Difference Makes All the Difference
What if we could view the world through different typefaces? This question no longer poses merely a hypothetical thanks to the Japanese company Type’s glasses with frames inspired by your favorite font (as long as your favorite font is Garamond of Helvetica). Here at Otherwise, we take our name from the belief that flipping an idea, design or business upside down can change a game. Looking at things from unique perspectives allows you to see things you otherwise (pun intended) might not have noticed. After all, had it not been for Dr. Kellogg’s attempt to feed a hungry vegetarian patient, we would not have (you guessed it) Kellogg’s cereal!
Often, we use the terms invention and innovation interchangeably, but there is a clear distinction between the two. Invention marks the first of something, while innovation means something even more brilliant. To distinguish between the two reminds us that you don’t need to be the first to be the best. Apple, whose very tagline is “Think Different” did not invent the first portable media player, or even come close to it. Remember your Sony Walkman? However, the release of the iPod in 2001 certainly revolutionized portable music experience. Innovative ideas might seem hard to come by, but undoubtedly some of our best ideas come out of nothing more than a fresh perspective.
Some of the greatest inventions occurred serendipitously. Take Velcro as an example; discovered in 1941 when Swiss engineer, George de Mestral, noticed burs in his dog’s while on a hunting trip in the Alps. Under a microscope, he conceptualized the idea of combining the “hooks” at the end of the burs with fabric. This is one of many serendipitous discoveries. Moreover, this discovery is not pure luck, since many people would notice burs and not discover Velcro. Rather, it is our ability to constantly engage with our surroundings in unforeseen ways. Fortuitous moments hold great potential for spawning new ideas, but we have to take notice of these details. If nothing else, Jackson Pollock taught us random acts make for beautiful paintings.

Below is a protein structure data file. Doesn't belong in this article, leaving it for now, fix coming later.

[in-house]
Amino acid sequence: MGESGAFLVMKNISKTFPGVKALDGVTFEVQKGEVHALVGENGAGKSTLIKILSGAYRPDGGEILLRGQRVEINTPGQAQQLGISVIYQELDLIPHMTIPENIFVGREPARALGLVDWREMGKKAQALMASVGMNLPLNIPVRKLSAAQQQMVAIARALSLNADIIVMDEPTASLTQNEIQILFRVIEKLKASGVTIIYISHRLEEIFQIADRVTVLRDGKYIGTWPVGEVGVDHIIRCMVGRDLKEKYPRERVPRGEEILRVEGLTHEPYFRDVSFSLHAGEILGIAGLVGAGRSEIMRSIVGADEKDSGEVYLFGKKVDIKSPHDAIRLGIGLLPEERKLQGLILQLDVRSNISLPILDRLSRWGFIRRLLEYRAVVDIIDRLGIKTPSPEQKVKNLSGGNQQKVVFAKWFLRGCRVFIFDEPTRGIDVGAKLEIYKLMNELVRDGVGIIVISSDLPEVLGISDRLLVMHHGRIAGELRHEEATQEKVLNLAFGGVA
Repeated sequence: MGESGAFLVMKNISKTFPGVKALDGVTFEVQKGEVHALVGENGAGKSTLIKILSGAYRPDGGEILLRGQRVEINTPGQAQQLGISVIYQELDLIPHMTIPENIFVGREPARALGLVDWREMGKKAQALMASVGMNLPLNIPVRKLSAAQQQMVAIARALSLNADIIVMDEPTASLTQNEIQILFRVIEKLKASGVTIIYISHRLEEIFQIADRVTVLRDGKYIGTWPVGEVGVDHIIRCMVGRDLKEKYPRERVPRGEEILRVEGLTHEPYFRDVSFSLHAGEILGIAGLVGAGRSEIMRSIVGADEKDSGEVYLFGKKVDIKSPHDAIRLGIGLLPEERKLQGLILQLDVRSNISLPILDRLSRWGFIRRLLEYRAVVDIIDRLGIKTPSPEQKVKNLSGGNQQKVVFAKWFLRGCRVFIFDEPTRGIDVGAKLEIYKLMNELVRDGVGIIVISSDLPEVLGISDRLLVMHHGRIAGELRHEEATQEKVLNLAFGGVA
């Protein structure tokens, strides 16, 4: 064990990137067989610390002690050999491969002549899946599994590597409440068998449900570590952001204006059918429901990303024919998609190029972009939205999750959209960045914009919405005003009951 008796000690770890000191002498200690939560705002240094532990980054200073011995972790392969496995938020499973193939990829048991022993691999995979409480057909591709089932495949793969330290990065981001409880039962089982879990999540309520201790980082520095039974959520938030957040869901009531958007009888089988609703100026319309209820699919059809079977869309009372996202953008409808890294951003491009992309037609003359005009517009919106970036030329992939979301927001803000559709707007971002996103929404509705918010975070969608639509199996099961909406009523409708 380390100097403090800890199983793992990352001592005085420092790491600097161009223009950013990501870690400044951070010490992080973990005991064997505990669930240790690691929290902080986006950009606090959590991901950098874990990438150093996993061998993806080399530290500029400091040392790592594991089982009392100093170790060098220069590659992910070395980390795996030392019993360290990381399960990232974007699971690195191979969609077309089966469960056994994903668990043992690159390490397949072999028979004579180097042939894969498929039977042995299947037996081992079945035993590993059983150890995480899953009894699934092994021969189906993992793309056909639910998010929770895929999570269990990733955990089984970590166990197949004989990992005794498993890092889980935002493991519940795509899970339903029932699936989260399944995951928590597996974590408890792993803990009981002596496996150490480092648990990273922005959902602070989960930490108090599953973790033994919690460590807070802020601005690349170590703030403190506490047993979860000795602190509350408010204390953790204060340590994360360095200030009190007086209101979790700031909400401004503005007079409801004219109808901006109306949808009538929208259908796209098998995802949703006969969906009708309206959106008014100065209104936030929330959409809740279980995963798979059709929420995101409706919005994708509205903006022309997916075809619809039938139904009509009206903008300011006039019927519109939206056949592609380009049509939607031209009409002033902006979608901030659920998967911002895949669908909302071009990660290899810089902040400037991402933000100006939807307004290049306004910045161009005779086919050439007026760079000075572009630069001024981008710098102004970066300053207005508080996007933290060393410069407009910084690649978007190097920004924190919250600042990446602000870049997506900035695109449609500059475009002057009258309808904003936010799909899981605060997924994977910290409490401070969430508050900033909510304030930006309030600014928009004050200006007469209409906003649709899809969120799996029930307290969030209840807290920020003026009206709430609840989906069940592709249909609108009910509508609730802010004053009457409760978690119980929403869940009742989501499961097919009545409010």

An unconventional method holds great power. If you are accustomed to starting at the beginning, try starting at the end. If this seems ridiculous, just look to Edward de Pono’s research in the field of lateral thinking, the process of tackling a problem from multiple angles, for comfort. To quote de Pono, “…there is no doubt that creativity is the most important resource of all.” Unlike less conscious notions of creativity, it engages degrees of logical thought to awaken alternative viewpoints. This proves widely impactful in businesses. For example, the wildly successful global non-profit Liter of Light employed this paradigm in using water bottles as a sustainable means of generating electricity. Rather than thinking of a solution, sometimes it is more beneficial to think first of what caused the problem.
Most of us attribute our skills to merely one side of our brain, but humans are not as binary as we’d like to think. In fact, scientific experiments do not support the left-brain nerd, right-brain artist distinction. Whether it is reading a book you aren’t naturally inclined to pick up or taking a class that has always felt intimidating, new experience sparks new ideas. It is important to actively gather new sources of information. Ingenious people think with an interdisciplinary mind. You needn’t be a master of all subjects; however practicing a bit of dilettantism can help the creation of innovative products or ideas. If we shy away from uncomfortable experiences, we may never unlock our greatest potential. So, before we self-categorize ourselves as either ‘this or that’…we should try doing this and that.
Erica Grubman is an Integrated Marketing Associate at Otherwise Incorporated.
Graphic Credit: Erica Grubman